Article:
But the Kilrush lifeboat wasn't finished its duties yet, as around 4.45pm the coastguard relayed a message reporting another small vessel gone aground at Hog Island, near Cappa Pier at Kilrush.
The crew quickly turned westwards toward this area where they found a sailing boat up on the rocks on the spit at Hog Island.
Again the speed of the crew proved invaluable as they transferred one of their crew onto the shore, where he quickly established a towline. The Kilrush crewman stayed on the vessel, communicating all the time with the lifeboat and the coastguard. Within five minutes the boat was tied up at Cappa Pier and safely secured.
Kilrush RNLI lifeboat press officer Pauline Dunleavy said: “It is at times like these that constant training pays off. The lifeboat crew braved the elements and brought a satisfactory outcome to the owners of these vessels.
"I would advise people to check that their mooring lines are strong and stable.”
Elsewhere, Crosshaven RNLI brought a troubled fishing boat with one person onboard to safety yesterday evening (18 September).
A mobile phone call to one of the Crosshaven RNLI crew members alerted them to a disabled fishing vessel seven miles south of Roches Point.
The pagers were activated and the volunteer crew of Kieran Coniry, Ian O'Keefe and Vincent Fleming launched to the aid of the stricken vessel at 4.45pm. With a north westerly Force Four wind and good conditions, the lifeboat made good progress and arrived a short time later.
The casualty vessel with one person on board had failed to restart its engine and was taken in tow by the lifeboat. The 37ft vessel was towed to Crosshaven Pier, arriving back at 7.30pm.
The lifeboat, with Alan Venner, Kieran Coniry and Denis Cronin on board, was launched along with Crosshaven coastguard and the Irish Coast Guard's Rescue 115 helicopter, to made multiple searches of all the marinas and the Owenboy River, until reports were received from Gardaí that the missing person had been located at his home address.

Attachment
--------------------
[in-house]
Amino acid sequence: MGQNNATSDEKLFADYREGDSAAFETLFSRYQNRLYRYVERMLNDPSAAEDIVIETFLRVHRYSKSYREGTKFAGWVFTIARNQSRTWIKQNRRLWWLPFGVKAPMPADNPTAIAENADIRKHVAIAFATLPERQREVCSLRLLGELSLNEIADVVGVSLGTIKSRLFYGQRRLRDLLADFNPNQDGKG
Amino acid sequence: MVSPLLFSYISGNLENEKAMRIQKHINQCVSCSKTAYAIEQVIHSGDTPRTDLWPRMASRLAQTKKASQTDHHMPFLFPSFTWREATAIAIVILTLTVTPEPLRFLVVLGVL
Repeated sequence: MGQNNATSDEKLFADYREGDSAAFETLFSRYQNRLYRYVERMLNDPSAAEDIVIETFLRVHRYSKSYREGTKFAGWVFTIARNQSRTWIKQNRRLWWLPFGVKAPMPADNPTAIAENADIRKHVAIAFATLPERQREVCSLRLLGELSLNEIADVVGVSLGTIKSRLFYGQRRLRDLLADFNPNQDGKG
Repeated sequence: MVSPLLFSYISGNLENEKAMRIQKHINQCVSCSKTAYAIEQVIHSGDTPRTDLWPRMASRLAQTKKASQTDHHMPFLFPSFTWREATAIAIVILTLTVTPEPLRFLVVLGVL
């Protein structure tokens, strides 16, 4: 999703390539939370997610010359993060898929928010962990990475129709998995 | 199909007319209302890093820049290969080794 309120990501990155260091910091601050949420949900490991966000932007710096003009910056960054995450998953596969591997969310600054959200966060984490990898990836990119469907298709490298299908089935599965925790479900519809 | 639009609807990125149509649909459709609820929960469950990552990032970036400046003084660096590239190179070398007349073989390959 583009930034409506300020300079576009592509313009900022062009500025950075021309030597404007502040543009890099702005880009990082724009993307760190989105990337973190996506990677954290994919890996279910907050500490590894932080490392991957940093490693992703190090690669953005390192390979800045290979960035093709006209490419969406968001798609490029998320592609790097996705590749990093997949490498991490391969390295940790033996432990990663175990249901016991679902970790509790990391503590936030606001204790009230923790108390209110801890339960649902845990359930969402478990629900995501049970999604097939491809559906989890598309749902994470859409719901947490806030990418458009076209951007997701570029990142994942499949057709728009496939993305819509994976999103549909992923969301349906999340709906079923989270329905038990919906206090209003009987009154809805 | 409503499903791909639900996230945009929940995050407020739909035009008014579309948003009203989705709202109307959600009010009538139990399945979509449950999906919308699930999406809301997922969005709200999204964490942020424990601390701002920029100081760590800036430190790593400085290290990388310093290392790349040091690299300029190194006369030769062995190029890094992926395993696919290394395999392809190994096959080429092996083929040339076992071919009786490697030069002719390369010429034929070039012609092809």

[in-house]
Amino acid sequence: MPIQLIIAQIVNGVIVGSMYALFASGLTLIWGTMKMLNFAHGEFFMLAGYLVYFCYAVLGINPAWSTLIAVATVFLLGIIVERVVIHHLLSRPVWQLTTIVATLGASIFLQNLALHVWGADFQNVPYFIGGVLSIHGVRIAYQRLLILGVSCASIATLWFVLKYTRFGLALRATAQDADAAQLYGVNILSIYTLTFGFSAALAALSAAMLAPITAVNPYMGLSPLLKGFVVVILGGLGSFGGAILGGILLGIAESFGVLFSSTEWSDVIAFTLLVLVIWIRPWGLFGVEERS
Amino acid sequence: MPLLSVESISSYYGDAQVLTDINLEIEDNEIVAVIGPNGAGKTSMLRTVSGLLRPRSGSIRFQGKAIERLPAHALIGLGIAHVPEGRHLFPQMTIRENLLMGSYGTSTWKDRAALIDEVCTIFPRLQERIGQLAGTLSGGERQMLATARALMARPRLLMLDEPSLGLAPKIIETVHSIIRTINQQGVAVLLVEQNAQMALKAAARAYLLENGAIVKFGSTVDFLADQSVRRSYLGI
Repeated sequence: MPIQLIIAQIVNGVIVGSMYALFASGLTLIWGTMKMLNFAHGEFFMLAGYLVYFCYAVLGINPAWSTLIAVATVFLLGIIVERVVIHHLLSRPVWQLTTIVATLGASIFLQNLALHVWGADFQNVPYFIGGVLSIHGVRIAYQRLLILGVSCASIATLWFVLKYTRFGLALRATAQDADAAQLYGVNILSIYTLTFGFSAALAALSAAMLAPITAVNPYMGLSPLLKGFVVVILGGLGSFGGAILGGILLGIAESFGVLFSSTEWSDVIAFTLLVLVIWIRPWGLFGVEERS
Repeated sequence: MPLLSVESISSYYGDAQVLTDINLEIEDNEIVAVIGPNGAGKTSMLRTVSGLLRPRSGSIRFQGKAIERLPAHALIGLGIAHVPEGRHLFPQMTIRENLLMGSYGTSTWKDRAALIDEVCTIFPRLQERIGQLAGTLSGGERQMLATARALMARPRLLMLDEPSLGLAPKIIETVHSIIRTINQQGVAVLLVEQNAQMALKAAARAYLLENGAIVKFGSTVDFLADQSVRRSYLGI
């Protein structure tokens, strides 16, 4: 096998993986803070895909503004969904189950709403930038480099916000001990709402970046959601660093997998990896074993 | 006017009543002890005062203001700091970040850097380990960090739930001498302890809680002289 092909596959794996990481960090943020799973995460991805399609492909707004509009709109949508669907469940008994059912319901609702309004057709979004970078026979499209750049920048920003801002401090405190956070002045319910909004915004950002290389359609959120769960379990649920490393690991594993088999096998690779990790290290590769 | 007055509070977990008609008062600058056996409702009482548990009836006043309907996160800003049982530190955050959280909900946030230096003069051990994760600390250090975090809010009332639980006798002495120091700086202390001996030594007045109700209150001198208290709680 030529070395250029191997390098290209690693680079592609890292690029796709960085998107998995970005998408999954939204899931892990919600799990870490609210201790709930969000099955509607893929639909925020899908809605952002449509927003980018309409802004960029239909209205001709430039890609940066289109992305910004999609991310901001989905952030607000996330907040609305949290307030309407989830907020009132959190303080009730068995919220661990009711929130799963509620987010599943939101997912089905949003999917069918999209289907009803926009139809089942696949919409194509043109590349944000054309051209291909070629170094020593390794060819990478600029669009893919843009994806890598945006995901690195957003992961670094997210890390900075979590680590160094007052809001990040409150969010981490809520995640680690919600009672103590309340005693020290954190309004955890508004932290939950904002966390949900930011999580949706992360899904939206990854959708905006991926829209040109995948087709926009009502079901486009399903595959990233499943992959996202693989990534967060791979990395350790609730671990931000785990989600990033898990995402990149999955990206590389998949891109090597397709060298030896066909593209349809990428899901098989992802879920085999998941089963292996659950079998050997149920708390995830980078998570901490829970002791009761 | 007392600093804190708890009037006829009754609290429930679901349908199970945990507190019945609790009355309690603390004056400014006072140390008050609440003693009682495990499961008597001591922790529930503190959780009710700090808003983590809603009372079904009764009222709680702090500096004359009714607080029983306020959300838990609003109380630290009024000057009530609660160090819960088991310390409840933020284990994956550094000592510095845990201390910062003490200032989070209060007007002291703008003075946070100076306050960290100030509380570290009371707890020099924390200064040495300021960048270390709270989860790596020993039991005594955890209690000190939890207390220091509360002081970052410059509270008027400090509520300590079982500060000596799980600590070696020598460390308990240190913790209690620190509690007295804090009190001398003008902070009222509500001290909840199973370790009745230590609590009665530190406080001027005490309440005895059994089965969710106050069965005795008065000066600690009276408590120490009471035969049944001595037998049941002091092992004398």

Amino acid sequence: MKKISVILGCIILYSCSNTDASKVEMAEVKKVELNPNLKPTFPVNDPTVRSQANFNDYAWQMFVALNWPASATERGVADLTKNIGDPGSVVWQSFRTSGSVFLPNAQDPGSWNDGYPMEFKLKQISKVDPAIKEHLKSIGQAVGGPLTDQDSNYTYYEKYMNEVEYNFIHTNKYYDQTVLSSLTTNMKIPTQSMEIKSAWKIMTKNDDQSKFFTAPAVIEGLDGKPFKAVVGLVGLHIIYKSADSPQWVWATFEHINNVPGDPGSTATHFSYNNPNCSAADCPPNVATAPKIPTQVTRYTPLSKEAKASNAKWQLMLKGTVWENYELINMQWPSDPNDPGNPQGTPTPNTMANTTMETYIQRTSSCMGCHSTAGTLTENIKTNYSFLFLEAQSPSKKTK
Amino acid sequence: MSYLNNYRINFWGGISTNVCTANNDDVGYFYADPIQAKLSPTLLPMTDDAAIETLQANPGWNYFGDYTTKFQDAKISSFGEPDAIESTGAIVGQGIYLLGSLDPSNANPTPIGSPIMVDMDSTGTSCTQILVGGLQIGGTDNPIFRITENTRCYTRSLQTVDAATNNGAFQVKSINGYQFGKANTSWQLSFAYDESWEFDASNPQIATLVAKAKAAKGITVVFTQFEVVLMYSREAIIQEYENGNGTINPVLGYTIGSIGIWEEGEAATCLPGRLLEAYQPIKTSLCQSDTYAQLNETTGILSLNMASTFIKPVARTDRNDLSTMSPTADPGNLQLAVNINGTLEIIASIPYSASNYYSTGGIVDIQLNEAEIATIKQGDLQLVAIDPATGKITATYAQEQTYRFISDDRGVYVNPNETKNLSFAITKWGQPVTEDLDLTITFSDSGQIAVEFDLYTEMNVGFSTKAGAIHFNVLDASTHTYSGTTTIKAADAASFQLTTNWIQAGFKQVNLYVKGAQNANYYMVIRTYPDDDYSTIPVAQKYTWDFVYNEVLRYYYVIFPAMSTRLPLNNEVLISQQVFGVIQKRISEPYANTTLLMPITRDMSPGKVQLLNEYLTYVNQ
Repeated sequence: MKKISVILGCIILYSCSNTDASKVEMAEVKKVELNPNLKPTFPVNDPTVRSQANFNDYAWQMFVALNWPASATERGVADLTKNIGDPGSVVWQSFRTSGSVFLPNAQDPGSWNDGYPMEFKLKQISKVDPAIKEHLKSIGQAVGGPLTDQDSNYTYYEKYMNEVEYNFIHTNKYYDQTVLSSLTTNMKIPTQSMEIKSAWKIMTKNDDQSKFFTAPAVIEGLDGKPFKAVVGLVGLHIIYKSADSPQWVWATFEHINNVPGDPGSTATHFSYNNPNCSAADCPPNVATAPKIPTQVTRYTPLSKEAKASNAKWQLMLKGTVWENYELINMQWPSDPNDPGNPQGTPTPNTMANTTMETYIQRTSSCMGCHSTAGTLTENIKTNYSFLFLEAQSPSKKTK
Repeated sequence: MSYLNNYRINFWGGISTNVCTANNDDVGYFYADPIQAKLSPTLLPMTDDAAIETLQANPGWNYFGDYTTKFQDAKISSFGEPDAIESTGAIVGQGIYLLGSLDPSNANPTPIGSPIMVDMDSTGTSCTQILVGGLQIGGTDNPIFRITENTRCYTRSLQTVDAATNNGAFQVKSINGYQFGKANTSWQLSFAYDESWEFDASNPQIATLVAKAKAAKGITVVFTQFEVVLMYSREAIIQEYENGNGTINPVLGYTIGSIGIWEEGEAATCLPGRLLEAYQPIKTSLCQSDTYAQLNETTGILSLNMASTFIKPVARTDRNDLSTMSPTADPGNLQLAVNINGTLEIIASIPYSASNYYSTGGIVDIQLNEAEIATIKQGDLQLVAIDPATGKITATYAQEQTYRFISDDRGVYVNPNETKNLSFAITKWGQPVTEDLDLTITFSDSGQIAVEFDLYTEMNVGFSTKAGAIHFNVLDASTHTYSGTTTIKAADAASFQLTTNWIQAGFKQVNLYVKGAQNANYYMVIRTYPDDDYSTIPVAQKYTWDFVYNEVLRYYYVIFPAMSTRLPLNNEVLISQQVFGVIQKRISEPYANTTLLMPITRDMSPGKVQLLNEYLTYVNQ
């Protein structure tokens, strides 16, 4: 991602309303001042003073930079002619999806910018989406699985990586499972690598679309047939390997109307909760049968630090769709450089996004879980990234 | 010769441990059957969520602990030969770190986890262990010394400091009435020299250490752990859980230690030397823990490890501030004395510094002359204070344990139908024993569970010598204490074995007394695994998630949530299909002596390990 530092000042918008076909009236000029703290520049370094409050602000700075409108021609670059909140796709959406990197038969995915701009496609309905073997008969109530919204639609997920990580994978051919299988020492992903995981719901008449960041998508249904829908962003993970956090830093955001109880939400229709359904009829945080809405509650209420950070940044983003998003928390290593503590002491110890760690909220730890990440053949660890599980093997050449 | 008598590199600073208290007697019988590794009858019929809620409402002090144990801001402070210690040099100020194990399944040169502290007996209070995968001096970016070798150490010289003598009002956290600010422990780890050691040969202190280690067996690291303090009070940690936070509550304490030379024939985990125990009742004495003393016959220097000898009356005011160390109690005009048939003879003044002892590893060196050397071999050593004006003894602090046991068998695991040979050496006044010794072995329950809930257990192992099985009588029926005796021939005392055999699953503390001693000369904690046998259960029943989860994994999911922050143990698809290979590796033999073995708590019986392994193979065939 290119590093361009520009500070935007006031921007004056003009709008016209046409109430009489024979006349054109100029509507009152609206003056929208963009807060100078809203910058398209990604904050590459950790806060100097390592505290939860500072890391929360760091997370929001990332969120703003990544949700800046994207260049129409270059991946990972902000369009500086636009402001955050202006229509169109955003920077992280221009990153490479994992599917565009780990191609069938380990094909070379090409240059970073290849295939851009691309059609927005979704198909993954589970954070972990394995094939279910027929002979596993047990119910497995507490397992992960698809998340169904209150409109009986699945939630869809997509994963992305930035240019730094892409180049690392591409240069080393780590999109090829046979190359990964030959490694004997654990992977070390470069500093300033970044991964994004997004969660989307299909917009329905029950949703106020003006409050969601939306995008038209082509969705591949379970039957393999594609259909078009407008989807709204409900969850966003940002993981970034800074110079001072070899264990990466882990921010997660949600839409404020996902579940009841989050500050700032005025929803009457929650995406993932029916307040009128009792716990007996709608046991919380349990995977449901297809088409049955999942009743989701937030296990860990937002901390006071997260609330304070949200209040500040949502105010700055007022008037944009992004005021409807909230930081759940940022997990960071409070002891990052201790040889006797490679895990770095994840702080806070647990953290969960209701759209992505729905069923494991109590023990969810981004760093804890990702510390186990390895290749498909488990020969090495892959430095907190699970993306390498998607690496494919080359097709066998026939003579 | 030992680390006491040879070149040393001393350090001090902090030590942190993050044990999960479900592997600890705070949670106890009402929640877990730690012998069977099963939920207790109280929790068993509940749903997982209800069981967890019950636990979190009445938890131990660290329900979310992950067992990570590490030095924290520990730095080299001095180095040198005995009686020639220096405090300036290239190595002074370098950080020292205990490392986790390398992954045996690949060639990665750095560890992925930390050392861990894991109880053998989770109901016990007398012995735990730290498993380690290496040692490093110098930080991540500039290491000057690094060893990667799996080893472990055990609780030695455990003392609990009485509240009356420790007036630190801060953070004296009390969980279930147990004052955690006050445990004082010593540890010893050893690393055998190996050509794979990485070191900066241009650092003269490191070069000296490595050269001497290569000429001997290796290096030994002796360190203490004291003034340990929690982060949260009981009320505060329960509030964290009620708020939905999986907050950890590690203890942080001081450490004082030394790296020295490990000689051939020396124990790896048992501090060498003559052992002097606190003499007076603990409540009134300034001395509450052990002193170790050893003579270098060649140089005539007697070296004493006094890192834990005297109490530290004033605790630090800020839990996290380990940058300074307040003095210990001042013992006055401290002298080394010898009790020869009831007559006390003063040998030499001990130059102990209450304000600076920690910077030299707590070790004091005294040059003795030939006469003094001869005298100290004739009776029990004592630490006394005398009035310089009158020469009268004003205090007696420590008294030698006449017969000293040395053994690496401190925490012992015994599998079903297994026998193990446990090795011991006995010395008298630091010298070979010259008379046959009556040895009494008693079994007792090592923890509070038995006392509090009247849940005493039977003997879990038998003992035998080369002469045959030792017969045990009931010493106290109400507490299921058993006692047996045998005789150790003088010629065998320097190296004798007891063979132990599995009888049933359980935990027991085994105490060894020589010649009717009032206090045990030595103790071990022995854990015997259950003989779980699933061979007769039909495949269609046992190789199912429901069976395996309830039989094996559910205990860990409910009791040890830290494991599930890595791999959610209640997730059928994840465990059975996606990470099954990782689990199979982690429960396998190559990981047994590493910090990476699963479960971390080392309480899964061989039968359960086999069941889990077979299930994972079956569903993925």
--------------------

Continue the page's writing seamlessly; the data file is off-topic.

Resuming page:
The lifeboat was then stood down and returned to station, refuelled, washed, and ready for service at 5am.
Commenting on the service, lifeboat station manager Alan Barton said: "Thankfully, this did not end in a tragedy. The friends of the missing person took the correct course of action by calling us – a false alarm with good intent."
#rnli – A 36' motor cruiser on passage from Kinsale to Crosshaven with two people on board, lost one of its two engines with the second engine showing alarms. As the vessel was off Ringabella and on a lee shore, the skipper requested assistance.
At 5.50pm this afternoon, the pagers of the volunteer crew at Crosshaven RNLI were activated and Aidan O'Connor, Vincent Fleming and Ritchie Kelleher launched into force 6 South Easterly winds and rough seas, met with the vessel off Roches Point and escorted it safely to Crosshaven.
#marinas – The Royal Cork Yacht Club marina in Crosshaven in Cork Harbour is the only new marina in Ireland that has attained Blue Flag status in 2013 and is one of only three new Blue Flags awarded this year. The news of the new eco award for Cork was previously reported on Afloat.ie here.
Steeped in history, the Royal Cork Yacht Club in Crosshaven, Co. Cork, prides itself on being the oldest Yacht Club in the world and the award of Blue Flag status comes after last year's award of 5 Gold Anchor Marina status as well as an ICOMIA Clean Marina Award – an internationally recognised sure sign of a quality marina. ICOMIA is the International Council of Marine Industry Associations and represents the recreational boating industry worldwide.
There are now four Blue Flag Marinas in the country, the other three have had the award for the last few years and they are Kilmore Quay in Wexford, the Three Sisters Marina in New Ross and Killinure Point Marina in Westmeath.